Big Horn County, Montana
Songbird Rings (24BH1162) is a prehistoric archaeological site in southeastern Montana. The "rings" referred to in the name of the site are stone rings (also called stone circles or tipi rings), a type of archaeological feature characteristic of prehistoric campsites on the Great Plains. Composed of natural stones arranged in a circular pattern, they are usually interpreted as having weighted down the edges of tipis or other types of circular tents (although there are exceptions where this seems unlikely).
Where the rock that comprises the stone ring is of igneous origin, it may be detectable by magnetometer survey, allowing these features to be mapped even where they are not exposed. Even when partially exposed, circular patterning may not be readily apparent, and magnetic mapping can be valuable in distinguishing cultural from natural distributions of stones. Sedimentary rocks are generally more difficult to detect by magnetic methods, although in the case of Songbird Rings, the stone rings were composed of scoria - sedimentary rock thermally altered by burning coal seams, rendering it highly magnetic.
A magnetic gradiometer was used to survey several areas within the Songbird Rings site. The results from one of these survey areas are shown below. At this time, preliminary testing has largely confirmed magnetic survey interpretations, but the site has not been excavated or extensively tested.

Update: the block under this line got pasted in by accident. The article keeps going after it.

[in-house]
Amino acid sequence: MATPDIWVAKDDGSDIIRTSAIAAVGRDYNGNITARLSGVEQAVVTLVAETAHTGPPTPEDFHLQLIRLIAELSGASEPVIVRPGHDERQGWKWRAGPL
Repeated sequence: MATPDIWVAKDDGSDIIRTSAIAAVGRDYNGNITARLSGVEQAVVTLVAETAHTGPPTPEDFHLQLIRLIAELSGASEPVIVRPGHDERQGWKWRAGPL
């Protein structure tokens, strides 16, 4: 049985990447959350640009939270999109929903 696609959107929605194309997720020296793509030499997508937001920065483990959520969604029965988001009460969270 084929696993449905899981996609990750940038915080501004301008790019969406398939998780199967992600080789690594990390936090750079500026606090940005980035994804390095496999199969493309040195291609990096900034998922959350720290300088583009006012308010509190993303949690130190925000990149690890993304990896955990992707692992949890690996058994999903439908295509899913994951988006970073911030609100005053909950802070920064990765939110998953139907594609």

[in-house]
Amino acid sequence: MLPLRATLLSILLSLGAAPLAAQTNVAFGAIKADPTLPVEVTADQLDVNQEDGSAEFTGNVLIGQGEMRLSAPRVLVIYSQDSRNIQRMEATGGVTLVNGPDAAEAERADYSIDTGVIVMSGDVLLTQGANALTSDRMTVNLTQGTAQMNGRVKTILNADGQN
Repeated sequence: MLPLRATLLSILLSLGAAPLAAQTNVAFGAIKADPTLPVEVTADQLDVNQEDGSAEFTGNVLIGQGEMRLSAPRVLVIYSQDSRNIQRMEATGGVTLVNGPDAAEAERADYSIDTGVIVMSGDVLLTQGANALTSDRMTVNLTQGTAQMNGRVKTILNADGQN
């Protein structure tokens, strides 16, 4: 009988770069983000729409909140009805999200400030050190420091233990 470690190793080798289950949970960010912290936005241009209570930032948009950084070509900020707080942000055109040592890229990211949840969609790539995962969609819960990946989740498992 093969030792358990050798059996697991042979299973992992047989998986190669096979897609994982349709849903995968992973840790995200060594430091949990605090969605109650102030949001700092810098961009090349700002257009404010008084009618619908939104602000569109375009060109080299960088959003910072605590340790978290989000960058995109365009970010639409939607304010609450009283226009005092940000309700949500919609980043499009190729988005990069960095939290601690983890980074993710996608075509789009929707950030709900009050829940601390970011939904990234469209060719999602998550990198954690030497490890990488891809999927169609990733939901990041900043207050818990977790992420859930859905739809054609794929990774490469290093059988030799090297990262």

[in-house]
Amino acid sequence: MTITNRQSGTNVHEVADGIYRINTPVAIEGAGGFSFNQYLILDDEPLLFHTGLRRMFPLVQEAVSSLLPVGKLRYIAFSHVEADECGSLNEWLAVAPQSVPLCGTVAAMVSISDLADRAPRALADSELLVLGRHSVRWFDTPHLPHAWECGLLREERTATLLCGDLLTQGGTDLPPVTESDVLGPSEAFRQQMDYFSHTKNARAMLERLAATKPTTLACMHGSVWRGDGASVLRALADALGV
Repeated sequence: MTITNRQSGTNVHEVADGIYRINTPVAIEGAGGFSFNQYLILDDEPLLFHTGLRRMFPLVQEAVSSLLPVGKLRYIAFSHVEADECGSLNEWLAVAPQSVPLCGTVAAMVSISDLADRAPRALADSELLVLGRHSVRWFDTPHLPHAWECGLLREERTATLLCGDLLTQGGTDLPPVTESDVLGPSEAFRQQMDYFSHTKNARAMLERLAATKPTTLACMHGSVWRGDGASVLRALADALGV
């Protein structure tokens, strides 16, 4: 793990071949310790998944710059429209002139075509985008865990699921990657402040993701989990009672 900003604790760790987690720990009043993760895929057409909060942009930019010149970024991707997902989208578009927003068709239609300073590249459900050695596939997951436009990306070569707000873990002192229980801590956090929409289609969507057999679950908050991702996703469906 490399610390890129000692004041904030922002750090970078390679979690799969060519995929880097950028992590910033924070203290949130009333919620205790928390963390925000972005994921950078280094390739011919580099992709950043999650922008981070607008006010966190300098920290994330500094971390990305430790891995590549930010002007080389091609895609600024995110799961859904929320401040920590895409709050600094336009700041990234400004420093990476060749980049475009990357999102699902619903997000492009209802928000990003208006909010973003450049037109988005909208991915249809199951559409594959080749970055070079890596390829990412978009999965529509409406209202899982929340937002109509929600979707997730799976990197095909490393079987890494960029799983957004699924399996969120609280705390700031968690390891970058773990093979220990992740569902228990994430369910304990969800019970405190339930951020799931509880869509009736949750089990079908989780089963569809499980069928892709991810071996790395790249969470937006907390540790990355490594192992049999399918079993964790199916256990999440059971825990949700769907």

Mouse over image to display interpretations
- Two stone rings are readily apparent as roughly circular patterns of bipolar anomalies. The positive and negative components of these anomalies represent the poles of the magnetic fields of individual rocks within the ring.
- Four anomalies are present (circled in yellow) that have been confirmed by subsurface testing as prehistoric hearths. Hearth features are often detectable magnetically, typically appearing as moderately strong circular magnetic highs (although other expressions are also seen).
- Several anomalies circled in black are suspected as prehistoric features, but have either not been tested, or initial testing results have been inconclusive.
Geophysical survey of the Songbird Rings site was performed by Archaeo-Physics as part of an archaeological investigation under the direction of Gene Munson of GCM Services, Inc. The project was commissioned by Westmoreland Resources, Inc. as part of an assessment of cultural resources in areas of potential impact by mining.
Papers and publications - Geophysical
Survey as an Approach to the Ephemeral Campsite Problem: Case
Studies from the Northern Plains